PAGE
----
3.  Salesperson / Service teams

4.  Product or Category of first purchase

5.  SIC code / Industry (proxy for Product suitability to customer needs)

For example, if you find LTD differs by salesperson, you will find salespeople who create high LTD customers and salespeople who create low LTD customers; the company should study how each salesperson sells and teach the others based on results.

Or perhaps likelihood to purchase again is determined by which customer interface team installed the software – one team does such a good job the customer re-orders the next module very quickly, as compared with other teams.

Knowledge of this type would be extremely valuable to the company – you can use LTD to discover “best practices” hidden within the “average” data, and by spreading those best practices throughout the company, create enormous benefit and increase in profitability.

The secret to creating meaningful customer analysis that delivers high impact is this: always think about what you would **do** with the information you uncover.  If you can’t **do something** with the numbers you evolve, you probably need to drill down a little further and uncover the true meaning of the underlying data.

Hope this helps.  My personal guess based on what I know about behavior would be this: the type of software installed first and the sales / installation / after the sale care team are the two most likely variables predicting speed to next purchase, followed by the industry the buyer comes from.

This is a very interesting project; please keep me informed of your progress and I will help you in any way I can.


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4 thoughts on “Segmentation by LTD & LifeCycle

  1. Great post. I would strongly recommend the questioner to look at Survival Analysis for this type of time to event work. The idea of ‘censoring’ is very important and an ‘average’ is not a suitable measure in this case. You will want to develop a model where the drivers of the time to event can be examined and quantified (via the ‘hazard ratio’). Depending on the type of data (if time can be thought of as continuous or if it is discretely measured) Cox regression (continuous) or logistic regression (discrete) is the ‘normal’ way to go. The former is written about in many places and the latter is well explained in a book by Singer and Willett. Both are available in SAS, R etc.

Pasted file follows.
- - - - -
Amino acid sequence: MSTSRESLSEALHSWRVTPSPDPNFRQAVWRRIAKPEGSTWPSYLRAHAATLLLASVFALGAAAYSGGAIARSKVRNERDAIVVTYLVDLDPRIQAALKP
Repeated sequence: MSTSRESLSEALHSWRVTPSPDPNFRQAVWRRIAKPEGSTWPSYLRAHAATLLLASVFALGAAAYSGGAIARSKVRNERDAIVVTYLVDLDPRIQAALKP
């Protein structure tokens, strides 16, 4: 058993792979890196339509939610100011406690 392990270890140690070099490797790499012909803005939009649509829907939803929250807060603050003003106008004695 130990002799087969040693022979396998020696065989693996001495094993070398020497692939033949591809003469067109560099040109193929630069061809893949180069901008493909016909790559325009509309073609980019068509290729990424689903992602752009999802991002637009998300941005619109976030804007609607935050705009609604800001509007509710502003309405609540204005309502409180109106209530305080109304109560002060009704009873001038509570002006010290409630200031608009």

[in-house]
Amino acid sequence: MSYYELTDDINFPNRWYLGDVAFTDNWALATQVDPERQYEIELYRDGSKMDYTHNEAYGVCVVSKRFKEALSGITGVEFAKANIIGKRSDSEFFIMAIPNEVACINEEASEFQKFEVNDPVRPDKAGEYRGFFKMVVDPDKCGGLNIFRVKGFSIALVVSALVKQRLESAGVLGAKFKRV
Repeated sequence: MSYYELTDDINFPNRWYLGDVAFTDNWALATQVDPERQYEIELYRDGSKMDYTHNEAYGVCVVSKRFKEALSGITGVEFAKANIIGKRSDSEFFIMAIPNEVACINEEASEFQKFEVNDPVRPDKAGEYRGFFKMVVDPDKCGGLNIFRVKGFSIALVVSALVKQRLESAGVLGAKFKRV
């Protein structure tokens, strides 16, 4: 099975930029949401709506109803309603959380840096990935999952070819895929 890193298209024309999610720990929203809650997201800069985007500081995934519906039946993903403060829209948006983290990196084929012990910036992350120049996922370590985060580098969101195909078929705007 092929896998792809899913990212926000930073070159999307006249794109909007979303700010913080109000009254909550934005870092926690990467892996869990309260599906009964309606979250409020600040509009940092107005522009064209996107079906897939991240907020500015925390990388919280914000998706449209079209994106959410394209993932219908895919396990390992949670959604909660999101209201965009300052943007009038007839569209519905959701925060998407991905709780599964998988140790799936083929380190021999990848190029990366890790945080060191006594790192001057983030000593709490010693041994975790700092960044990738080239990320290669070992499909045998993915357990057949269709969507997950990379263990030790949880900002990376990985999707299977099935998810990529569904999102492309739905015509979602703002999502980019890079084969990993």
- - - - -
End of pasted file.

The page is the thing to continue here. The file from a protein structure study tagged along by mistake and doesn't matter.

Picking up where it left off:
2. Hi Jeff, thanks for the astute comment, and I agree, though I’m not sure this particular person / company is quite ready for that level yet!

    What I often like to do for Marketing people is take the start date and an event as a segment and look at the fallout over time. For example, with a new customer campaign, time since last event as a definition of whether the new customer is still “engaged”.

    These “pipeline curves” are simple enough that most folks “get it” right away and by comparing different campaigns, they can clearly see the longer-term impact of their choices. Not as sophisticated as your suggestion and clearly suboptimal in terms of identifying all the drivers, but sometimes you have to work with the resources available to you.

    Thanks again for bringing up the best way to approach this idea!

  3. Great questions, great answer:

    My original contribution to the discussion is:

    The problem with shop-till-you-drop models in Customer LifeCycle Analysis is that they fail to predict revival.

    I prefer to think in terms of ‘hot’ and ‘cold’ states, and run the models forward on that basis.

    The ROE isn’t all that trivial in certain instances. But, for all pragmatic purposes, shop-till-you-drop will get you 80% of the way there, 95% of the time.

  4. Christopher, I agree with you if proactive retention activity is ignored, which many people obviously do. Why else would they keep emailing “the dead”, people who have not clicked or even opened in years.

    But there is huge financial leverage in understanding LifeCycles, and taking action to cream off and re-activate those folks out of the stream who are disposed to revive. This essentially leaves the “hard luck” folks who are not going to revive as they cycle out. I don’t need to predict revival because I’m not letting them die in the first place – unless they really want to.

    I believe we are saying the same thing, just approaching it in different ways. I would be actively screening for and taking action with customers *before* they get cold, and for those who get cold, stop marketing to them at all (waste of resources).

    If they come back, they come back as a new customer / new LifeCycle for Marketing purposes. Indeed, they often act quite differently when they come back (new interests, new needs) – and that’s probably one of the reasons they left in the first place!